I am guessing it is more of a behaviorial thing. We moved into a new house 2 years ago. The former owner of the house had a cat. Also, we just started letting him go outside on his own recently because the yard is fenced in. It might be a territorial thing in which case my parent's patience will run out when his food supply does.

Are there any suggestions has far as doing something different with the litter box? Is it possible that the walls on the downstairs one are too tall for him at such an old age?
Hi,

this is one of those posts that makes me very sad- how long have your parents had this cat?

Any chance of you keeping him in your room for the time being to prevent him from pooping in the house where your parents might find it and get angry?

Do you have any friends or relatives that might help you get your cat to the vets?

Does your cat seem disorientated or somehow weak?

I'll keep my fingers crossed for the old boy and you

regards,

Christine
post #8 of 20
This cat needs veterinary attention first. It may be as simple as he has arthritis and it hurts him to squat long enough to poop (which can also cause constipation) Relieving his pain, if that is the issue, will solve his problem.

Whatever his trouble, he blames the litter box for it, so he avoids the litter box.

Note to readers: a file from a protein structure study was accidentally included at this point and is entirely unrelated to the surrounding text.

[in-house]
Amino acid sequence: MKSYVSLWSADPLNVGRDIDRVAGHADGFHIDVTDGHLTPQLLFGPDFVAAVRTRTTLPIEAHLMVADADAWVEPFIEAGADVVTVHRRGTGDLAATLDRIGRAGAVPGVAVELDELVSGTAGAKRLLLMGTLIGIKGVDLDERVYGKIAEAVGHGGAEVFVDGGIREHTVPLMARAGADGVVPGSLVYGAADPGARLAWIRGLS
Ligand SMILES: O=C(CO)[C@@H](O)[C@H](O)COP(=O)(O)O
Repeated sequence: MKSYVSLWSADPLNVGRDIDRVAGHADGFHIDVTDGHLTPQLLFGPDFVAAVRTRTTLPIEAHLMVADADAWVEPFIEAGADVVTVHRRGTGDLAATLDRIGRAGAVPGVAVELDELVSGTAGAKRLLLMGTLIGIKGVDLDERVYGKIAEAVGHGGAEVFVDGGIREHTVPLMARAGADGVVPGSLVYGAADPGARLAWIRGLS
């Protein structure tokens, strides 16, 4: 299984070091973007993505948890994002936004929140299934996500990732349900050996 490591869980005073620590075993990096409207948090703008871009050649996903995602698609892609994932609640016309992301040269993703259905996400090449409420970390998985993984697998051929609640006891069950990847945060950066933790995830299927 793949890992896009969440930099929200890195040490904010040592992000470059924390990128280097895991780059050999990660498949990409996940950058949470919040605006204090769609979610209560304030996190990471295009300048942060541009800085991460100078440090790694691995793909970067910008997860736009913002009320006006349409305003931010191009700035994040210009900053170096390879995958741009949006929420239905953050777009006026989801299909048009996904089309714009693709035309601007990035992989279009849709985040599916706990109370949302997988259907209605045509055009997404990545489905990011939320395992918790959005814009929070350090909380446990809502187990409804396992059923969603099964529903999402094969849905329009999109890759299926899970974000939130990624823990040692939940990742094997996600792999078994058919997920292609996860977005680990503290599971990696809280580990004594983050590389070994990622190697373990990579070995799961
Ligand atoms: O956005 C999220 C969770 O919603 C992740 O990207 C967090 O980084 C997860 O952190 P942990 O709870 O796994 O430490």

Please heed us here. You came for advice. You are getting excellent advice. Your cat needs a complete check up, blood work, urine check, stool check, maybe even an xray to see if he's developed a megacolon.

He's old yes, but he's trying to tell you something is not right in his world. The vet is the place to start.
post #9 of 20
Quote:
Originally Posted by Dukes View Post
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Are there any suggestions has far as doing something different with the litter box? Is it possible that the walls on the downstairs one are too tall for him at such an old age?
Yes that is one possibility. Are the sides of the box higher than the stairs he goes up?

Please do get him to the vet.
post #10 of 20
We have given you some excellent advice on this thread....i feel sorry for this cat!!!

I'd suggest your parents do not get another cat! They obviously do not have the time or patience for these special animals....especially when they need it the most (in their old age)....this cat deserves more in his late life....
post #11 of 20
Quote:
Originally Posted by Denali View Post
We have given you some excellent advice on this thread....i feel sorry for this cat!!!